HPE has released five hybrid cloud solutions leveraging Microsoft Azure services, and purpose-built ProLiant Gen10 servers featuring HPE Silicon Root of Trust capabilities for enhanced security. For the very small businesses, HPE rolled out a small office deployment solution that provides wireless networking in-a-box and includes secure servers as well as Aruba Wi-Fi access points and switches.

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Techaisle Take – HPE vs Dell SMB IT solution stack

Comparing Dell and HPE offerings and ecosystems against the Techaisle SMB IT solution stack model

Techaisle’s latest report is designed to help SMB buyers and suppliers identify IT stack requirements, and to compare the offerings and ecosystems of the two current market leaders, Dell and HPE, against Techaisle’s definition of essential SMB & midmarket business technologies. The report is structured in three parts:

  • The IT stack: the report begins by outlining the technologies that SMBs require – and require integration across – in order to support current and emerging business requirements
  • Vendor comparison: an evaluation of Dell and HPE offerings, including core products, non-core products and partner-delivered capabilities, against the stack requirements
  • Evaluating stack suppliers: advice on how to use the stack comparison, and additional Techaisle research findings, to evaluate Dell and HPE strengths
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Connected Security is essential for empowering Future of Work

Security is a feature that needs to be present within each layer of the stack. Security, needs to permeate all layers of an IT solution stack. IT security isn’t a discrete category – it is a ubiquitous factor in all aspects of IT/business infrastructure. 

The most important IT-related development in 2018 and beyond will be a focus on connectedness – connected cloud, edge, applications, security, collaboration, workspaces and insights. Internet and the web are the navigation routes that we have been developing since the 1970s; the always-on, everywhere-connected Interwork© platform is the destination that we will be creating in 2018 and for years to come. Please read Future of Work - Interwork: the next step in connected businesses

If there is an evident downside to ubiquitous and constant connectivity, it’s security. In conventional IT environments, security followed a ‘castle keep’-type approach: IT security staff gathered all critical information assets at the core of the environment, and focused their resources on hardening the perimeter, in much the same way that ancient castles used a moat and wall to safeguard people and assets within a central tower.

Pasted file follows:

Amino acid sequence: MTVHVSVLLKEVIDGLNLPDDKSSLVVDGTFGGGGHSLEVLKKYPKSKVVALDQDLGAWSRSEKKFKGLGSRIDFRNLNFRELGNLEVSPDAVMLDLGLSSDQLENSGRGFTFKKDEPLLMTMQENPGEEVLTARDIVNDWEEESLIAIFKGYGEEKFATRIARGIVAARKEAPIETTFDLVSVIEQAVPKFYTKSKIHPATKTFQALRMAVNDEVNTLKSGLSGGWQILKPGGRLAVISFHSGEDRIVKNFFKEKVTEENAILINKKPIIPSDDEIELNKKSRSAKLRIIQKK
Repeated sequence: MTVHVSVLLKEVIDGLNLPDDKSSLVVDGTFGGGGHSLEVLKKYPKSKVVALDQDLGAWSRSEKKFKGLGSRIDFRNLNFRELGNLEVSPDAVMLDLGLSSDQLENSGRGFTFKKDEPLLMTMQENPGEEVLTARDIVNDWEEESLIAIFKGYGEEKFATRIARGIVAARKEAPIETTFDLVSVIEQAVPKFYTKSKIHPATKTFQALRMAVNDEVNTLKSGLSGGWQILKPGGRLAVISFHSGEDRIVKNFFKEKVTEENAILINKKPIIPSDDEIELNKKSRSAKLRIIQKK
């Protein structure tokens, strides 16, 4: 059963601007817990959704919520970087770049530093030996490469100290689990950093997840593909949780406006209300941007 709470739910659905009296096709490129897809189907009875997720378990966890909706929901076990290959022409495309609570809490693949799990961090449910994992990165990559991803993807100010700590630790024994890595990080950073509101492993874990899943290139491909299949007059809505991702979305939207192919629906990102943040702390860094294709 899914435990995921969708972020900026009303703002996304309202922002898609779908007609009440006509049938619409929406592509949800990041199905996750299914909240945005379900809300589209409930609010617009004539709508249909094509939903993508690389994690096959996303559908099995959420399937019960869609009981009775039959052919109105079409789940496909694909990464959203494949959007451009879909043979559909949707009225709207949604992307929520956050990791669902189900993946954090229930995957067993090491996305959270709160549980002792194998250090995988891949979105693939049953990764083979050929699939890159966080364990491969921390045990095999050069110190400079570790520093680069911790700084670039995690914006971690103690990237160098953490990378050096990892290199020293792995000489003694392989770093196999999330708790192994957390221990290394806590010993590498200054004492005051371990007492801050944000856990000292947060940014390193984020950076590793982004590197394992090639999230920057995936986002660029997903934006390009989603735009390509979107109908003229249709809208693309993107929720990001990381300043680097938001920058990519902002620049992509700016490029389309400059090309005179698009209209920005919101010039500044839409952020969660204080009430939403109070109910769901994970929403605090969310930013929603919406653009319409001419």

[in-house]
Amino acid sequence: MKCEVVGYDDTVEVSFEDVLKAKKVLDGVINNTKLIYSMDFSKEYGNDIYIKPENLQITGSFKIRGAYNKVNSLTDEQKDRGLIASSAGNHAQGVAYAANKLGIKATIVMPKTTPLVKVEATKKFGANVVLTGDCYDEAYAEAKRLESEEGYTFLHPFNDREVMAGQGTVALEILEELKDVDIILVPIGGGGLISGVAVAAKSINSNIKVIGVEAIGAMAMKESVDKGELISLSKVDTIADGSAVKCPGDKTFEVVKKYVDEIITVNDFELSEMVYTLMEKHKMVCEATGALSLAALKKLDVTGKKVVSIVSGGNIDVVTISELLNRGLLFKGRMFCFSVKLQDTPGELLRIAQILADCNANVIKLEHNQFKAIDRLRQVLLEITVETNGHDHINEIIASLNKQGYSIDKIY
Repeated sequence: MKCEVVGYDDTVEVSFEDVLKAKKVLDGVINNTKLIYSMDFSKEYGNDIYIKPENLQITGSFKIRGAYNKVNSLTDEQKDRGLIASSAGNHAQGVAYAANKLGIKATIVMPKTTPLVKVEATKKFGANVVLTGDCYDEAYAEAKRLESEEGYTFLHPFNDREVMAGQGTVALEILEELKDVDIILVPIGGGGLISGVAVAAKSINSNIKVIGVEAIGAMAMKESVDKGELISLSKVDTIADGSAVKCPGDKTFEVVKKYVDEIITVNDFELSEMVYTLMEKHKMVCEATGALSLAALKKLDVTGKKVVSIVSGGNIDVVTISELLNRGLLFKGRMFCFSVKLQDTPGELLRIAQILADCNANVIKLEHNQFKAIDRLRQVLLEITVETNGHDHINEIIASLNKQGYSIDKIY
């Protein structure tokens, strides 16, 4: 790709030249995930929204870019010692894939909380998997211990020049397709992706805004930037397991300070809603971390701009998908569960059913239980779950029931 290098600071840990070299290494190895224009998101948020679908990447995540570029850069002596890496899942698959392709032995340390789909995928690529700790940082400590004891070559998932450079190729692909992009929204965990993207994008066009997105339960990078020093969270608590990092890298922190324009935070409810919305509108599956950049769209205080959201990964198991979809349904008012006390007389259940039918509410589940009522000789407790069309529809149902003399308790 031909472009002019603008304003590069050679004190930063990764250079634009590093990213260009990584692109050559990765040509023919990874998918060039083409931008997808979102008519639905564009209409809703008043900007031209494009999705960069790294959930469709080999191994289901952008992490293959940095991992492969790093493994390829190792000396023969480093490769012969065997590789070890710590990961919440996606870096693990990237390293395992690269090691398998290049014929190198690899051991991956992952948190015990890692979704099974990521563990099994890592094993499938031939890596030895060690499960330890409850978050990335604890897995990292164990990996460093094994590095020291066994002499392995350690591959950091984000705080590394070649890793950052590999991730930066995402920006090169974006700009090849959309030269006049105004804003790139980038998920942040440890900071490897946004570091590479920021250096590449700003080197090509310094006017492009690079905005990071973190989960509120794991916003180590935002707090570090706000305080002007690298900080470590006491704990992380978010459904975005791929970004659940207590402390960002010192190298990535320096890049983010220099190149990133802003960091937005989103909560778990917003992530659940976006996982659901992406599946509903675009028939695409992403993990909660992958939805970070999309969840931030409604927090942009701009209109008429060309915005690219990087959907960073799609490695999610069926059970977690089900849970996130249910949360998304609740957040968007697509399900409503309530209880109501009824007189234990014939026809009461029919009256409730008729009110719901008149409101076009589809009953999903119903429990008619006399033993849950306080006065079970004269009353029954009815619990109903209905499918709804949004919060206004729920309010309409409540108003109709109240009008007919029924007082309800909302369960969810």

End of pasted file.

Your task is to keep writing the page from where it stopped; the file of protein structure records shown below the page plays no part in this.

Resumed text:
Today, of course, nations do not use castles as fortifications – and in truth, the traditional approach to security is scarcely better attuned to contemporary IT security needs. With the rise of mobility, cloud and connected supply chains reaching from component suppliers to OEMs to distribution and consumers, there is no perimeter to harden; any sizeable enterprise will have literally thousands of shifting entry points capable of accessing one or more corporate systems. And the rise in the value of information has spawned a sophisticated cyber theft industry: ‘bad actors’ use many different types of tactics and advanced technology to infiltrate corporate IT environments, with an eye towards stealing customer credit card data or internal financial or engineering information, hijacking corporate IT resources or obtaining some other form of benefit.

Security is the most amorphous of IT market categories. Virtually all other technologies occupy a defined position within the solution stack. Today’s security strategies no longer resemble a ‘wrapper’ around assets – they are built into each element of the corporate IT stack and rely on connectedness to (as the NIST framework recommends ) identify threats, protect against attacks, detect intruders if/when they breach perimeter defenses, respond to security events, and recover information lost to theft, loss and/or malware.